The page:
Multistep self-assembly opens door to new reconfigurable materials
Self-assembling synthetic materials come together when tiny, uniform building blocks interact and form a structure. However, nature lets materials like proteins of varying size and shape assemble, allowing for complex architectures that can handle multiple tasks. (2019-04-18)

IPOs help communities prosper, new research shows
Companies that go public on the stock market provide an economic boost to the local communities where they're based, according to new research from Rice University's Jones Graduate School of Business. (2019-04-18)

White people's eating habits produce most greenhouse gases
White individuals disproportionately affect the environment through their eating habits by eating more foods that require more water and release more greenhouse gases through their production compared to foods black and Latinx individuals eat, according to a new report published in the Journal of Industrial Ecology. (2019-03-27)

The tremendous supply of apple cultivars in Wyoming
Study provides insight into possible heritage apple cultivars that could be grown in Wyoming and also in other states with similar harsh growing conditions. (2019-03-26)

Early discharge after lung surgery benefits patients without raising readmission risk
The finding indicates that early discharge is a safe practice for institutions with well-established enhanced recovery pathways. (2019-03-20)

Peeling back the data: NYS apple industry has larger economic impact
A Cornell University team has found that the economic impact of the apple industry in New York State is 21 percent larger than traditional models suggest. Researchers used the apple industry as a case study to test a new -- more precise -- framework for economic impact analysis. (2019-03-07)

Dietary fiber helps clump material in your gut
A new study in mice shows dietary fiber promotes the aggregation of gut particles. (2019-02-20)

Diet could help runners beat stomach issues
Research indicates that cutting out specific foods can alleviate the gastrointestinal issues some people experience when they exercise, with over two-thirds of people involved in a new study reporting an improvement. (2019-02-14)

Fighting the crave for fattening food? Just surround yourself in its scent
A new study proves one sense can compensate another. (2019-01-16)

Assessing the performance of multiple influenza forecasting models
In what the authors believe is the first documented comparison of several real-time infectious disease forecasting models by different teams across many seasons, five research groups report this week that a majority of models consistently showed higher accuracy than historical baseline models. (2019-01-15)

Where the brain turns quality and quantity into value
Researchers have pinpointed a part of the human brain responsible for 'on-the-fly' decision-making. According to the findings published in JNeurosci, the anterior cingulate cortex integrates disparate information about the desirability and amount of an option to inform choice. (2018-11-19)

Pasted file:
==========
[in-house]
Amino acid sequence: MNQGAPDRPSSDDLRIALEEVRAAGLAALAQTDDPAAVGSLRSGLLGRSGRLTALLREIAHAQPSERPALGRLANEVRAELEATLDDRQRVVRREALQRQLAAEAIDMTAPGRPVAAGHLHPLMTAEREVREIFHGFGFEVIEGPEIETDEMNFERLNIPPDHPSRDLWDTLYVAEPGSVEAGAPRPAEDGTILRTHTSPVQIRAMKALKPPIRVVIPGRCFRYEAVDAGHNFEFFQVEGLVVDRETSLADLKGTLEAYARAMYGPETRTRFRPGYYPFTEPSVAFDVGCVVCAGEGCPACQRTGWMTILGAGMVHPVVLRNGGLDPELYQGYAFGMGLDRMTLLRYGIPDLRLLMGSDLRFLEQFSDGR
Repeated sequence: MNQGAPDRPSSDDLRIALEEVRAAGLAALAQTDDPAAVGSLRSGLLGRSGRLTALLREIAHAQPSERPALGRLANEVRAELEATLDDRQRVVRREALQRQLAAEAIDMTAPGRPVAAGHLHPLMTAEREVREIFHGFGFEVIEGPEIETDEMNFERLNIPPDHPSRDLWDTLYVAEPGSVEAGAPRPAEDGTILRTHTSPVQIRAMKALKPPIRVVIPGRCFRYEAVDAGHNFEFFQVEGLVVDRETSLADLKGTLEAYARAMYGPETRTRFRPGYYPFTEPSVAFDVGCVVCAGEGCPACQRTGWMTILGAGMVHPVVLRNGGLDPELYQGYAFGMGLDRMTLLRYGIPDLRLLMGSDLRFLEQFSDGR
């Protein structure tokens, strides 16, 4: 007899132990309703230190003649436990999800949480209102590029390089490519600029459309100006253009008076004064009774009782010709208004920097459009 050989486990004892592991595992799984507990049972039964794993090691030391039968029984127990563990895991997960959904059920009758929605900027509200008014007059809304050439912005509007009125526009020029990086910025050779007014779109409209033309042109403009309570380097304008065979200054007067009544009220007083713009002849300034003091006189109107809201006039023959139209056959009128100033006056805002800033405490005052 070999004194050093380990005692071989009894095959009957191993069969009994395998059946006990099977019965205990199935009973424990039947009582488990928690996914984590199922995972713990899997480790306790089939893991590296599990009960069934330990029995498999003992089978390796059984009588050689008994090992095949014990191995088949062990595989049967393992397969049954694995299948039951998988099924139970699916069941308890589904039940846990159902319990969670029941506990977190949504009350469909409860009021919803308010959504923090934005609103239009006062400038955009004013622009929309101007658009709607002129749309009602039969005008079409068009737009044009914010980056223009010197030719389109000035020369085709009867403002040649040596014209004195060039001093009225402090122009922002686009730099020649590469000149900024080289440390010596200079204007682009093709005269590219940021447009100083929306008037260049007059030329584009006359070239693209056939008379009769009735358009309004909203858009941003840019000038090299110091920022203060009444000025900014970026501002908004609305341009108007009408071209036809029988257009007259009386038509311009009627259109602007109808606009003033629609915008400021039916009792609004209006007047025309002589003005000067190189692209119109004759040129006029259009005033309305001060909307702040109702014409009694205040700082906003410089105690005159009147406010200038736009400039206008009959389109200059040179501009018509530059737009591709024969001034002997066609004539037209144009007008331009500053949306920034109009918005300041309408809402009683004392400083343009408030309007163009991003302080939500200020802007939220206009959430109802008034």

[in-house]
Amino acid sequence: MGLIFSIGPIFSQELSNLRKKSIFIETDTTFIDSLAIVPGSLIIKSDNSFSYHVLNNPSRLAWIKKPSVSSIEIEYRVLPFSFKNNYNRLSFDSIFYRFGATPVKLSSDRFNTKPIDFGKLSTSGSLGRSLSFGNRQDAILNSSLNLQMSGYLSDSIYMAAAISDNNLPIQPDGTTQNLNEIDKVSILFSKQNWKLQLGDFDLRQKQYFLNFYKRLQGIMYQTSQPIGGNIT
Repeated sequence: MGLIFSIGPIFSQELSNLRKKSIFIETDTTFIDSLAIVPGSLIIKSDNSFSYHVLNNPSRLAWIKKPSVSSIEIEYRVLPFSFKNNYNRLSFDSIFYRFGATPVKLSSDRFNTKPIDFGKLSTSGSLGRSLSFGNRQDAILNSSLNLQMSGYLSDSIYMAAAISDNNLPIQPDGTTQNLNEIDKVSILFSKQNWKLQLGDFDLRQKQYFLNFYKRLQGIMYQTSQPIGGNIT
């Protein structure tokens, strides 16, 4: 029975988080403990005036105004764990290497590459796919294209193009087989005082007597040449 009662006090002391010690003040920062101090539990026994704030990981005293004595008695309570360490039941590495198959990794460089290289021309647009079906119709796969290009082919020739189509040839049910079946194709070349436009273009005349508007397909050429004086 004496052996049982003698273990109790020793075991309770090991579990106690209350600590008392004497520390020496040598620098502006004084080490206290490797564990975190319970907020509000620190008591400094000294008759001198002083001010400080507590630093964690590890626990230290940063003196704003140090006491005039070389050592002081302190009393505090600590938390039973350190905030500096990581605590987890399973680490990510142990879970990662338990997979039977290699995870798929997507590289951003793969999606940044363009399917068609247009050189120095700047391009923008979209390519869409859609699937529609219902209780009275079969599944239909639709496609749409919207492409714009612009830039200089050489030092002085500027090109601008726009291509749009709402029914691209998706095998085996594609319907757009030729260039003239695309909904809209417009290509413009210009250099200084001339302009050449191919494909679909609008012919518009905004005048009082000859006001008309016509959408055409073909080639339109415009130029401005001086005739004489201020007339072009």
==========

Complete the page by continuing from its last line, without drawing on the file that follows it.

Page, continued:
Hard cider, with a shot of sugar
Autumn is the season for falling leaves, pumpkin-spice-flavored everything and apple cider. Yet new research indicates that, in addition to alcohol, some hard ciders may contain a hefty dose of added sugar, which may not be disclosed on the label. The researchers report their results in ACS' Journal of Agricultural and Food Chemistry. (2018-10-31)

Asian elephants could be the maths kings of the jungle
Asian elephants demonstrate numeric ability which is closer to that observed in humans rather than in other animals. This is according to lead author Naoko Irie of SOKENDAI (The Graduate University for Advanced Studies and the Japan Society for the Promotion of Science) in Japan. (2018-10-22)

The impact of microplastics on the environment unclear, study suggests
A review of more than 300 global studies has revealed a large 'mismatch' in the types of microplastics measured in the environment to those tested for effects in the laboratory. (2018-10-17)

Text messages quickly track health care use during Ebola outbreak
A new study from the NYU College of Global Public Health and NYU Tandon School of Engineering, published in Nature Digital Medicine, used text message surveys to determine in real time how people used maternal health services during a recent Ebola outbreak and measured a drop in hospital-based births during the outbreak. (2018-10-02)

UCF selling experimental Martian dirt -- $20 a kilogram, plus shipping
The University of Central Florida is selling Martian dirt, $20 a kilogram plus shipping. A team of UCF astrophysicists has developed a scientifically based, standardized method for creating Martian and asteroid soil known as simulants. The team published its findings this month in the journal Icarus. (2018-09-28)

Promising phase 1/2 results for entrectinib against ROS1+ non-small cell lung cancer
Results of phase 1 and phase 2 clinical trials of the drug entrectinib in ROS1-positive non-small cell lung cancer (NSCLC) presented on the press program of the International Association for the Study of Lung Cancer (IASLC) 19th World Conference on Lung Cancer show a response rate of 77.4 percent for 53 patients evaluable for response, with median duration of response of 24.6 months. (2018-09-24)

Liver allocation system disadvantages children awaiting transplants
Children are at a considerable disadvantage when competing with adults for livers from deceased organ donors in the US allocation system for liver transplants. (2018-09-17)

'I have a sense that it's probably quite bad ... but because I don't see it, I don't know'
Lad culture in English universities is often perceived by university staff as involving 'extreme' behaviour and as being carried out by only a handful of 'bad apples' rather than as a widespread culture that fosters gender-based harassment and violence. But new research, led by Lancaster University, says this perception stems from various factors, including many staff having limited understandings of lad culture which reflect the way it is portrayed in the media. (2018-09-13)

Origins and spread of Eurasian fruits traced to the ancient Silk Road
Studies of ancient plant remains from a medieval archaeological site in the Pamir Mountains of Uzbekistan have shown that fruits, such as apples, peaches, apricots, and melons, were cultivated in the foothills of Inner Asia. The archaeobotanical study, conducted by Robert Spengler of the Max Planck Institute for the Science of Human History, is among the first systematic analyses of medieval agricultural crops in the heart of the ancient Silk Road. (2018-08-14)

Diverse symbionts of reef corals have endured since 'age of dinosaurs'
Coral-algal partnerships have endured numerous climate change events in their long history, and at least some are likely to survive modern-day global warming as well, suggests an international team of scientists. (2018-08-09)

Corals and algae go back further than previously thought, all the way to Jurassic Period
Algae and corals have been leaning on each other since dinosaurs roamed the earth, much longer than had been previously thought. (2018-08-09)